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Before Nia Andrews ‘19 found her calling as a nurse, she got her degree in cell and molecular biology with an original goal of doing research or continuing on to medical school. After she graduated, she discovered that she wanted a more hands-on career to make a difference in health care.
“When I started digging in and doing some more research, I noticed that it was really the nurses who had more of that patient care interaction that I was looking for, that really healed the patient's soul almost.” Nia recalls. “The nurse goes in and has those interactions and those moments with the patient to truly just try and make them better on a physical standpoint, but also on a spiritual standpoint. And that was what I was always looking for.”
Her new-found realization brought her to GMercyU’s ABSN program, where she earned her BSN in less than two years. While at GMercyU, Nia found mentors in her nursing professors that extended outside of the classroom and also participated in the annual Domincian Republic Nursing mission trip.
After she completed her second degree, she faced a healthcare system battling COVID-19. Working in the Emergency Room at Virtua Health has had its ups and downs, but Nia has stayed positive.
“I can honestly say that I had a wonderful support system through my coworkers, my family, my friends, and some of my GMercyU professors,” said Andrews. “Professor Tucker and Professor Warnick reached out a couple of times and we've had some communication and they again were just a guiding light that helped me continue to believe in myself as well as offered some advice to continue to be a competent nurse.”
Outside of the ER, Nia keeps a busy schedule. As Miss Philadelphia 2017, Nia has a love for pageants and the Miss Philadelphia organization, in which she’s currently serving on the Executive Board for their Prince and Princess mentorship program. She’s an E-Board member for Alpha Kappa Alpha, the first historically black sorority, and works as a dance instructor in the community. And the cherry on top? She also started an all-inclusive activewear line called ExitoFit.
How does she do it all?
“Honestly, just tea and eating right, with sleep from time to time,” she laughs.
Here's more about Nia's experiences, in her own words...
“I came to a point where I was just like, ‘I kinda don't want to do the physician thing. I don't want to do the research thing.’ And I thought back to my little sister.
Me and my sister are 10 years apart and she was born premature. And to be honest, it didn't seem like she's going to make it. And I kind of didn't want to get attached to something that I didn't think was going to be here tomorrow. I honestly didn't even want to go to the hospital. She was in the NICU, hooked up to two tubes and the incubator, and it was kind of scary at 10 years old, but I had to go one day because my parents didn't have a babysitter.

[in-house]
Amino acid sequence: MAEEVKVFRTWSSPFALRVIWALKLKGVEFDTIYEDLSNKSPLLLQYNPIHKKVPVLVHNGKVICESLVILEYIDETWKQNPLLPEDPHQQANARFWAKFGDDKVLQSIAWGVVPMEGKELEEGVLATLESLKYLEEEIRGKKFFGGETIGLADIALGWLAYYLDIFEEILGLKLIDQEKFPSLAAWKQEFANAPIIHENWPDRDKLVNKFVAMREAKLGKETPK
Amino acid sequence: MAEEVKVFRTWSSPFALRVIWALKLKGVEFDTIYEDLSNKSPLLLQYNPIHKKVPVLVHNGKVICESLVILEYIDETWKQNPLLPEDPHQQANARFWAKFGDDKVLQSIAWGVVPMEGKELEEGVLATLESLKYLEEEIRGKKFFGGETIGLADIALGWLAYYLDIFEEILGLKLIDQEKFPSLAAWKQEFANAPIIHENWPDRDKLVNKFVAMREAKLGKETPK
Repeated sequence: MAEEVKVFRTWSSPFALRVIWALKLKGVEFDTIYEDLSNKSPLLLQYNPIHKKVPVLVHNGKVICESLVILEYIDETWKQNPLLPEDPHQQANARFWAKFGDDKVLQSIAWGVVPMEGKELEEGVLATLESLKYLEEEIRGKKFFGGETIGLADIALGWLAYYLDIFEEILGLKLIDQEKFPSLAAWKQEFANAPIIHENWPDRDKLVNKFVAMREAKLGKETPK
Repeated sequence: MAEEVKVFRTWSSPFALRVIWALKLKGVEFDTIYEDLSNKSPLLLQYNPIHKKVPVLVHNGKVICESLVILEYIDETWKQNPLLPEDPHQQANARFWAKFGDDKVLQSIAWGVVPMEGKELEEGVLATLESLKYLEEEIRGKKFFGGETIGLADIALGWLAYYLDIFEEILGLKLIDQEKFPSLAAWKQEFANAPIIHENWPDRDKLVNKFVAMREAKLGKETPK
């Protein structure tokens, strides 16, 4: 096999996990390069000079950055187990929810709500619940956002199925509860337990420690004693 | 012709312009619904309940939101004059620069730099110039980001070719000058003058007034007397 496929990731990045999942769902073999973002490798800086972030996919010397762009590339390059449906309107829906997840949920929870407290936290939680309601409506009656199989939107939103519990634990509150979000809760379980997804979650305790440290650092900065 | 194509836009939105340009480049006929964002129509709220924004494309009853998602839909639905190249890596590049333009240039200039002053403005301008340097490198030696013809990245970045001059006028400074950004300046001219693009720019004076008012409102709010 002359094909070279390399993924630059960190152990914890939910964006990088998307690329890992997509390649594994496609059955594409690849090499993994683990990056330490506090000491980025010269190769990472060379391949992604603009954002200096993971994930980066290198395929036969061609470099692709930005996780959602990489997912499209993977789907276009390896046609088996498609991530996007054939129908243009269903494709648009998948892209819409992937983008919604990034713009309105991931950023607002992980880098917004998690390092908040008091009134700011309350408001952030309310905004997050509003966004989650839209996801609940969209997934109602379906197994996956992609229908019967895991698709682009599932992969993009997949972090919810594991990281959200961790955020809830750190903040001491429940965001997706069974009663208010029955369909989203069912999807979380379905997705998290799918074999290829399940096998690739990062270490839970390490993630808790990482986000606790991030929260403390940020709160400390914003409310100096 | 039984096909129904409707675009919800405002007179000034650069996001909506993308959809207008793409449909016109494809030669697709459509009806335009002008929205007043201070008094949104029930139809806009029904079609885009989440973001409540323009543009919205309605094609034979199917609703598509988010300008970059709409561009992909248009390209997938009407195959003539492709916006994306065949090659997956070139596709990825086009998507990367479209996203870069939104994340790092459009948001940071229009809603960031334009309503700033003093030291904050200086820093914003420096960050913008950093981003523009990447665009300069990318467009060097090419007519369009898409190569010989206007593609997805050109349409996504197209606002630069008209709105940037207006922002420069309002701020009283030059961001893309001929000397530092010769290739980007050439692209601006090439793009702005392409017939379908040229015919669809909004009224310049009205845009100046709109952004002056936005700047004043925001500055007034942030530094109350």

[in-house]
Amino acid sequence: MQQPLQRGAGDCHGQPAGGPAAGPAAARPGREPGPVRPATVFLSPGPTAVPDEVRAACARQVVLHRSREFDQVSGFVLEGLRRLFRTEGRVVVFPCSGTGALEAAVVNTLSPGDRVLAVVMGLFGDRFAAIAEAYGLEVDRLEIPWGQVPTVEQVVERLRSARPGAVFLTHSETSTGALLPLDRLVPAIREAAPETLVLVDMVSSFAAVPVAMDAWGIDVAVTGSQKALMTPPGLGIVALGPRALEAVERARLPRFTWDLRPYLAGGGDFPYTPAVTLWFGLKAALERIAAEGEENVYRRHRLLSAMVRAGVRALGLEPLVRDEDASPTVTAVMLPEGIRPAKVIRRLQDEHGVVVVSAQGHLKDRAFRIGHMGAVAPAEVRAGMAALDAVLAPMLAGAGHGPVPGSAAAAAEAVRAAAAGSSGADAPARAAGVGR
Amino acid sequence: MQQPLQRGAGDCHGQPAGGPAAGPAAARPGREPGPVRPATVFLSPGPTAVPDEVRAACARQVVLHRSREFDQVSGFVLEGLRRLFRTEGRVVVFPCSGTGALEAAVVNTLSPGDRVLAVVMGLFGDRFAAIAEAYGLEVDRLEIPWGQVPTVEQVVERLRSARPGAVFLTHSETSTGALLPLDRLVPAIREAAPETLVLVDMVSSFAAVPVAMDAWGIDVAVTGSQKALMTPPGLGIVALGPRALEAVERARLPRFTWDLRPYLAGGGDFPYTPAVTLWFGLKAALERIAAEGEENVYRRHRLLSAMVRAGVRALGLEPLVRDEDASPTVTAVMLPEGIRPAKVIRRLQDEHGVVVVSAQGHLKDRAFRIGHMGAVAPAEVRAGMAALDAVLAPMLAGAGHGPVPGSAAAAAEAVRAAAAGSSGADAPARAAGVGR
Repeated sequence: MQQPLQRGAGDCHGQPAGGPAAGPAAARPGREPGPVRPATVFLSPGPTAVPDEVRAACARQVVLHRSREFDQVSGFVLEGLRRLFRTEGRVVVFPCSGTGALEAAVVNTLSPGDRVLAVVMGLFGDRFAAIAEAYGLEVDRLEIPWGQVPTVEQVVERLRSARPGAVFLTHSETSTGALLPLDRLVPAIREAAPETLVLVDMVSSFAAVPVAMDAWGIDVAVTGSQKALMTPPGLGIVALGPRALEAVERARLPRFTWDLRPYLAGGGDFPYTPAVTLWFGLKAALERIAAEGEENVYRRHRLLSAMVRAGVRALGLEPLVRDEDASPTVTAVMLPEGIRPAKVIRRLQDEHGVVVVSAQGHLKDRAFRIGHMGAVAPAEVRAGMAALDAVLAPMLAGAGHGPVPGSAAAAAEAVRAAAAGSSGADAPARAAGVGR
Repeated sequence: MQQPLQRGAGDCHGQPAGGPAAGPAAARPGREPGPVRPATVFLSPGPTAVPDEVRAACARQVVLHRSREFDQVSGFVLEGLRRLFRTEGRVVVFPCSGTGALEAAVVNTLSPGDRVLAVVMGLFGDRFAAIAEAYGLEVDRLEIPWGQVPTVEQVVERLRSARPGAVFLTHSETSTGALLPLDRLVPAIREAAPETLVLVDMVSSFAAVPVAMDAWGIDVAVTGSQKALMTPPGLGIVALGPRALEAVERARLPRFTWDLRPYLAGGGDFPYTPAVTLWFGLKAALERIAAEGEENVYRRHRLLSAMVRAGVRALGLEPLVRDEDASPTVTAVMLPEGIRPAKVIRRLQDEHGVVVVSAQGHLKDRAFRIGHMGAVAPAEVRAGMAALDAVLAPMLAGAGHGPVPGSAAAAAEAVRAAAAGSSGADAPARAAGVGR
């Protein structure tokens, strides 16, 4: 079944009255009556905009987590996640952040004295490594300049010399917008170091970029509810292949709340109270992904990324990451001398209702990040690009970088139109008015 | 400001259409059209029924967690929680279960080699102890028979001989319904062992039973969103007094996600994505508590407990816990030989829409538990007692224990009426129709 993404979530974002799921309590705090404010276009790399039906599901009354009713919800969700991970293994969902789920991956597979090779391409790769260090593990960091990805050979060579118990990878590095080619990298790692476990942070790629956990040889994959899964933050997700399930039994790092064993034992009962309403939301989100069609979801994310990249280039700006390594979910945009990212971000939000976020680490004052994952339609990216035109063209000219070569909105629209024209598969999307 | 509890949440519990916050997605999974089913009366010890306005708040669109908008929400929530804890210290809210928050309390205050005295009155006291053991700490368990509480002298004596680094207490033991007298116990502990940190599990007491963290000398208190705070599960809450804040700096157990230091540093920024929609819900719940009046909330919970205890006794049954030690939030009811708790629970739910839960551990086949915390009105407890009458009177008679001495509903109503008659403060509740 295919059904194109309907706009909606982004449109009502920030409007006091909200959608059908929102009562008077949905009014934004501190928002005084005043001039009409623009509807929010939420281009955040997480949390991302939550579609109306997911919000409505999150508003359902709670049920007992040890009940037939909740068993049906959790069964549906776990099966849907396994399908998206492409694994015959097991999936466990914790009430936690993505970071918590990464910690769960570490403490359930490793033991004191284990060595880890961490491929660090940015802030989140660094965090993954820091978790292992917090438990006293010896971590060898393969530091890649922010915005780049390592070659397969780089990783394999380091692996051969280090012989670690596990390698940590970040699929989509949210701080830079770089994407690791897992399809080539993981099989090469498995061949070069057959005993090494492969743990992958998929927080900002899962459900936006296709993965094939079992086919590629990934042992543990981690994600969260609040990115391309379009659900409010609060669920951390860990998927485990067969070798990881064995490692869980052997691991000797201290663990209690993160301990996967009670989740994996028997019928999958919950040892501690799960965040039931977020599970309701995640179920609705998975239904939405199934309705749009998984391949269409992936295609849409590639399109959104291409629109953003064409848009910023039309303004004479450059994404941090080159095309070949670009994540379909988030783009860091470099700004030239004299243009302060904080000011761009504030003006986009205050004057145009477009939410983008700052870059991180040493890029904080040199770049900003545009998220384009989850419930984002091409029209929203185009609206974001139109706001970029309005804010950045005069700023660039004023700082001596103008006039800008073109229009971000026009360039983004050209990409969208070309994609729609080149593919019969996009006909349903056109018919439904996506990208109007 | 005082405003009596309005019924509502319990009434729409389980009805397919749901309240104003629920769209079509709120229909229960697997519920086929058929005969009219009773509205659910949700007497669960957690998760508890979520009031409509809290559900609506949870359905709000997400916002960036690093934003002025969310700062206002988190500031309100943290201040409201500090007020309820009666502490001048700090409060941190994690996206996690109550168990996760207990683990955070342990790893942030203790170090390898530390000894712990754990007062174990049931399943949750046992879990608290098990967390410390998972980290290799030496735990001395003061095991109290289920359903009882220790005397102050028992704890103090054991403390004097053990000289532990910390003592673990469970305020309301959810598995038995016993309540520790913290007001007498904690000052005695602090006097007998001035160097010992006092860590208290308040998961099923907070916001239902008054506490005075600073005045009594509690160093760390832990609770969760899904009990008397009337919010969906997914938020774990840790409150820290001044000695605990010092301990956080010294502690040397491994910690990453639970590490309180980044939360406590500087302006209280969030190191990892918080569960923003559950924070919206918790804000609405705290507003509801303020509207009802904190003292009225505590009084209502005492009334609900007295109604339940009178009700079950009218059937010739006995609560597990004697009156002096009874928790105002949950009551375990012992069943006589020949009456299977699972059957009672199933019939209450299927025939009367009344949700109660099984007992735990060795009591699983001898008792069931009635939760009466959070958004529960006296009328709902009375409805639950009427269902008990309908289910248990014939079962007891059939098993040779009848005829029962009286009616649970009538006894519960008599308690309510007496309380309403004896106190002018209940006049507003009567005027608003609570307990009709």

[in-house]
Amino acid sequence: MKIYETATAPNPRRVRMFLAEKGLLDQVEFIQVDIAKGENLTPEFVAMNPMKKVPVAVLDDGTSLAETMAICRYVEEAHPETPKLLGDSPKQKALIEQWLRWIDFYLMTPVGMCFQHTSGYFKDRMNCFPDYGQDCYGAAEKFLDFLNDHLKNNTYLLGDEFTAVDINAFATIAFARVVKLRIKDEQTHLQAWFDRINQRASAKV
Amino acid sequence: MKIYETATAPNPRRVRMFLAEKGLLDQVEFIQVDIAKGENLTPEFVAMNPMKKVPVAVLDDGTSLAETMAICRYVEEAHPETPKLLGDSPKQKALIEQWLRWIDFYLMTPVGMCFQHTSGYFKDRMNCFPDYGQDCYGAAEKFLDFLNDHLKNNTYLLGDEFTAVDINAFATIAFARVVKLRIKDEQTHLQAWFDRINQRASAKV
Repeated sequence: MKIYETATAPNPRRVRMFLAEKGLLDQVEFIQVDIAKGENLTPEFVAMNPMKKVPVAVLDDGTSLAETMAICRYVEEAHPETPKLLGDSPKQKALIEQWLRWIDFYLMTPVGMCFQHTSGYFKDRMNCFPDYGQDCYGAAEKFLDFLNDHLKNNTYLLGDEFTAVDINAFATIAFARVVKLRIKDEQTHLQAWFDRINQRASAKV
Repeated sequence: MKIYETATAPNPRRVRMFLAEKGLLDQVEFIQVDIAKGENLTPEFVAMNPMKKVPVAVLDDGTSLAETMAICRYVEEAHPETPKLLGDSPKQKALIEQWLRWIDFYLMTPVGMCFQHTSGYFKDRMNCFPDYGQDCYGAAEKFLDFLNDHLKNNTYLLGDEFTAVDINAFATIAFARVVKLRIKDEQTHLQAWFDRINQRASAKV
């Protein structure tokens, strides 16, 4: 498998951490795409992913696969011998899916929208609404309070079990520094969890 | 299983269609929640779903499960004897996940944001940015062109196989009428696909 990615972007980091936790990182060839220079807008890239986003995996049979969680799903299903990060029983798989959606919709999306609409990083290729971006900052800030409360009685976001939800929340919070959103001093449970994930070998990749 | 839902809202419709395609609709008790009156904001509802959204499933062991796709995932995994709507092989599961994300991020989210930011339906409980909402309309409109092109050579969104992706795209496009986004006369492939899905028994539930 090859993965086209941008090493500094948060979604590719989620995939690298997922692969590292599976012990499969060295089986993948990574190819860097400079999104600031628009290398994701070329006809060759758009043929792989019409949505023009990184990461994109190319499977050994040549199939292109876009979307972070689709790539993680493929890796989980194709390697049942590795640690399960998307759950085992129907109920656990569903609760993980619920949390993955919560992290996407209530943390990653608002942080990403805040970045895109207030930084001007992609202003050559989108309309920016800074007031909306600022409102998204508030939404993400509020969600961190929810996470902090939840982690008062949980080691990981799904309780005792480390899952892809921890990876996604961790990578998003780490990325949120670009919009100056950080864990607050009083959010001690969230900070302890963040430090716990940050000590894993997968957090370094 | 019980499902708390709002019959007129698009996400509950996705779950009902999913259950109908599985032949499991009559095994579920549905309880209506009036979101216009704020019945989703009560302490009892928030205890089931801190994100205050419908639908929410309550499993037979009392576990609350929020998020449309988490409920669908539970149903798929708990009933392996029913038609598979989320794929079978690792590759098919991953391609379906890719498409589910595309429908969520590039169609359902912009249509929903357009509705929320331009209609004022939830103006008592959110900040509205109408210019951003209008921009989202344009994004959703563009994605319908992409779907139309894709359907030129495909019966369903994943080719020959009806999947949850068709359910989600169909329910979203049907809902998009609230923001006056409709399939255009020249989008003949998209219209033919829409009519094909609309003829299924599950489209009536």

It was a nurse who came out to me and said, ‘Hey, I know that this is scary. I know that this is different, but your sister needs you. She needs her sister to pour into her and to believe in her and to help her continue her fight.’ And after that, she just started gaining weight and doing better because I started coming all the time. Honestly, if it wasn't for that nurse talking to me, I don't know how the outcome would have gone, but she truly changed my life. And now my sister is my life. She's my world and she's doing fine. That nurse made me believe and that nurse helped educate me. And I want to be that nurse to someone else.”
“GMercyU equips you for the nursing field. Most of the people in my class passed the NCLEX on the first try. And I believe that GMercyU and the professors that I had during my time here heavily influenced my life and helped aid me into being a critical thinker that I needed to be during this pandemic. And I didn't think that when I was sitting in the classroom, I was going to utilize these skills I was learning during a pandemic. But I did. And I gained those skills at Gwynedd Mercy University.”
“I definitely think that people should consider a career in nursing because it is truly rewarding and you are directly connected to patients and a pivotal point in their care and helping them on their journey to whatever that outcome might be. But you are that pivotal point. It's so rewarding. Once you see someone who has benefited from your care, it's a feeling like no other. And I think if you're really into helping people and you love the nursing process and just seeing the different connections about how the human body works, you should definitely go into nursing. I also think that it is a humbling experience that makes you appreciate life and others around you.”
“I am working on my Certificate in Emergency Nursing (CEN). I thought that with the pandemic and everything, that maybe [ER nursing] is not for me, but now that I'm continuing to climb this hard learning curve, I do really like emergency nursing. I also really want to go into the media and I would love to be a nursing correspondent to educate others on how to live a healthier lifestyle or educate them on what's going on. Especially like during this time with COVID-19 it was so hard sometimes to maneuver fact from myth. And if there could be people who can tell you the truth, who can tell you the facts that you can then make the decisions for yourself and so that you can see what's going on and how you can live a healthier lifestyle. So that's something that I'd really love to do.”